This month shall be to you the head of the months; to you it shall be the first of the months of the year. (Exodus 12:2)
In simple terms, the verse above indicates that Nissan should be counted as the first month in the cycle of the festivals. In addition, Rashi (d. 1105) describes how God explained to Moses how each month should begin at the renewal of the moon. The word hazeh – this, implies that God waited until it was dark to teach Moses precisely how to calculate the time of the New Moon from the moon’s appearance (Rashi ibid.).
The Talmud (Sanhedrin 42a) records that our verse is also the source for the ceremony of Kiddush levanah – blessing of the moon, which usually takes place after Shabbat following Rosh Chodesh (see Chief Rabbi’s siddur page 602). Maimonides (d. 1204) combined his knowledge of astronomy with Halacha (Jewish law) to record lengthy and complicated calculations which determine the visibility of the new moon (Kiddush HaChodesh chapters 11 to 19).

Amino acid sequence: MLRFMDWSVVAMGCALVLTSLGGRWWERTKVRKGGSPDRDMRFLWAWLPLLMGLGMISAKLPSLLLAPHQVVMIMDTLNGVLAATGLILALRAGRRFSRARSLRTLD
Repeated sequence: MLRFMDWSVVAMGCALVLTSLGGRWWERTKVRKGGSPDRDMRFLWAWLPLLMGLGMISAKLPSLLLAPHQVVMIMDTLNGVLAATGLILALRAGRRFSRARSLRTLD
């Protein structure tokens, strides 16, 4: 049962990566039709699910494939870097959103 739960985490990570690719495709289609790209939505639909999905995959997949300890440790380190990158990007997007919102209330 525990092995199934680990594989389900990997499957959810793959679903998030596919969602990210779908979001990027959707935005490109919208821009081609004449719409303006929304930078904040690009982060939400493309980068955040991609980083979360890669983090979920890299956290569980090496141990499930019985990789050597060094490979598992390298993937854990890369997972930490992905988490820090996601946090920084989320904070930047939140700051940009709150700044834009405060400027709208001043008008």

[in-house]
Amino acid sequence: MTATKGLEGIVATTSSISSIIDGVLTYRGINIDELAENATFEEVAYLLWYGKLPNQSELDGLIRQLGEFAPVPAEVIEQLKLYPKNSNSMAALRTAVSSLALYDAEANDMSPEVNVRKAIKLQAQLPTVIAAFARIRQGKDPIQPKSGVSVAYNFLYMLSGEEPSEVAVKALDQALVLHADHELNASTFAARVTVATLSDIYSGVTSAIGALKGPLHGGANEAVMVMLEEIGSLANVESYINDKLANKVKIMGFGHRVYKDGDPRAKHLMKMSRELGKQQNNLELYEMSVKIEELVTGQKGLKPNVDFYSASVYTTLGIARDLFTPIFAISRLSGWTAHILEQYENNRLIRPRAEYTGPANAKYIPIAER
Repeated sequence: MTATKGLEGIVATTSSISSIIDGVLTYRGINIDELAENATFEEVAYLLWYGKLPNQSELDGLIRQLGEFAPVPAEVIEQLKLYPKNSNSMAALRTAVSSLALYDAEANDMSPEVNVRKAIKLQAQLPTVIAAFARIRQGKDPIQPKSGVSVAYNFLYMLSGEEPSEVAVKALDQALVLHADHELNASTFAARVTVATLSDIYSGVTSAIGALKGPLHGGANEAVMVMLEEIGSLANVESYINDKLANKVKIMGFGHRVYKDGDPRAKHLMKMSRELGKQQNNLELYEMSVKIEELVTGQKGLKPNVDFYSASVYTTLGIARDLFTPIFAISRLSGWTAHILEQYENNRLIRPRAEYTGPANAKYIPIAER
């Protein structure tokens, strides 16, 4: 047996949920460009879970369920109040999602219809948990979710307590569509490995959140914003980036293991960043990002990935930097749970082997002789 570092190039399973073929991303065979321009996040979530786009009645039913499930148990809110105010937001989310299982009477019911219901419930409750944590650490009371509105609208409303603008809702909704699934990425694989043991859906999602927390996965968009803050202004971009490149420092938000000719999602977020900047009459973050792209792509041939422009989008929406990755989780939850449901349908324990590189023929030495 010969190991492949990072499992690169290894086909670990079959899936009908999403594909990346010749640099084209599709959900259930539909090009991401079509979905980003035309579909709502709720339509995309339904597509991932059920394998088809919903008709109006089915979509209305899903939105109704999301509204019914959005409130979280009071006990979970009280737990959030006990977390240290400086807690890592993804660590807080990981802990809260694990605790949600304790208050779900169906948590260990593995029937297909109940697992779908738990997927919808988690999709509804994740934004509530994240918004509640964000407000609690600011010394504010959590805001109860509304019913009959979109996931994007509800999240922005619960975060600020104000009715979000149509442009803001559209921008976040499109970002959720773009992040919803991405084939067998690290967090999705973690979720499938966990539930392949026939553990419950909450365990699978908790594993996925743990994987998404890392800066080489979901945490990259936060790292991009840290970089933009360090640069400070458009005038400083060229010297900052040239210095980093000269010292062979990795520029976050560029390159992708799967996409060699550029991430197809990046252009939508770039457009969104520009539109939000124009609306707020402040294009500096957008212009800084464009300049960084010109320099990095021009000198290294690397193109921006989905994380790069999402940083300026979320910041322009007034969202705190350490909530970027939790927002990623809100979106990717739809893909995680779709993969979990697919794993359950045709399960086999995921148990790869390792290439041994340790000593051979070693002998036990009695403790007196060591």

Although the Hebrew calendar is now fixed there has been a long tradition of Jewish astronomers who made important contributions to the field. The Talmud states that our patriarch Abraham was an expert in astronomy who was sought after by kings from the east and west to advise them on astronomical matters (Bava Batra 16b). Rebbi Yehoshua ben Chanania knew of a particular star that would appear once in seventy years and would confuse the sailors (Horayot 10a) while the Amora Shmuel boasted that the paths of the heavens were as clear to him as the roads of his own city (Berachot 58b).
Other great Jewish astronomers included Ibn Ezra (d. 1164) and Ralbag (d. 1344) who invented an astronomical viewing device called Mateh Yaakov (Jacob’s staff), which measured angles between heavenly bodies and was used by sailors for navigation. Rabbi Avraham Zakut (d. 1510) calculated astronomical almanacs which the explorer Christopher Columbus used during his travels.
Whether it is cosmological calculations, medical knowledge or advances in technology, scientific understanding is critical for the application of modern Jewish law.